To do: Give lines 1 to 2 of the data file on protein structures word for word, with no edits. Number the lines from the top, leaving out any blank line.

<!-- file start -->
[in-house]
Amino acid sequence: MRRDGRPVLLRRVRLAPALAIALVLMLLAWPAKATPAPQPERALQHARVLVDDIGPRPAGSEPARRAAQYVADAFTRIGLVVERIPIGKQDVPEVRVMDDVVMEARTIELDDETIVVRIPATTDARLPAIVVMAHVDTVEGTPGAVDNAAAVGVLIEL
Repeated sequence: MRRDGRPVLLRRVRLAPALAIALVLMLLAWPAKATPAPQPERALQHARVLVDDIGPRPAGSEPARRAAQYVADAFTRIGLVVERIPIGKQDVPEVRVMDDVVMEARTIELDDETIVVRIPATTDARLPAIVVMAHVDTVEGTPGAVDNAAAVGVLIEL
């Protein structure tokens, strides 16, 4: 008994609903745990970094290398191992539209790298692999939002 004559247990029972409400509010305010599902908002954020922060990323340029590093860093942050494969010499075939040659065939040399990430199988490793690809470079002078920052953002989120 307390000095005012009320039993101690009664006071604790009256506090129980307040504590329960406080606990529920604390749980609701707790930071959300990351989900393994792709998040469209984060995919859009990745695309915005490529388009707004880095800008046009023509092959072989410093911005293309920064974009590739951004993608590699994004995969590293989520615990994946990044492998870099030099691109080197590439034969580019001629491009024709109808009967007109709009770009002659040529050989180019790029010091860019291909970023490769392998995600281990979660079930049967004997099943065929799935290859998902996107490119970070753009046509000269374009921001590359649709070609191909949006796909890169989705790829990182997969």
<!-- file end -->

[in-house]
Amino acid sequence: MRRDGRPVLLRRVRLAPALAIALVLMLLAWPAKATPAPQPERALQHARVLVDDIGPRPAGSEPARRAAQYVADAFTRIGLVVERIPIGKQDVPEVRVMDDVVMEARTIELDDETIVVRIPATTDARLPAIVVMAHVDTVEGTPGAVDNAAAVGVLIEL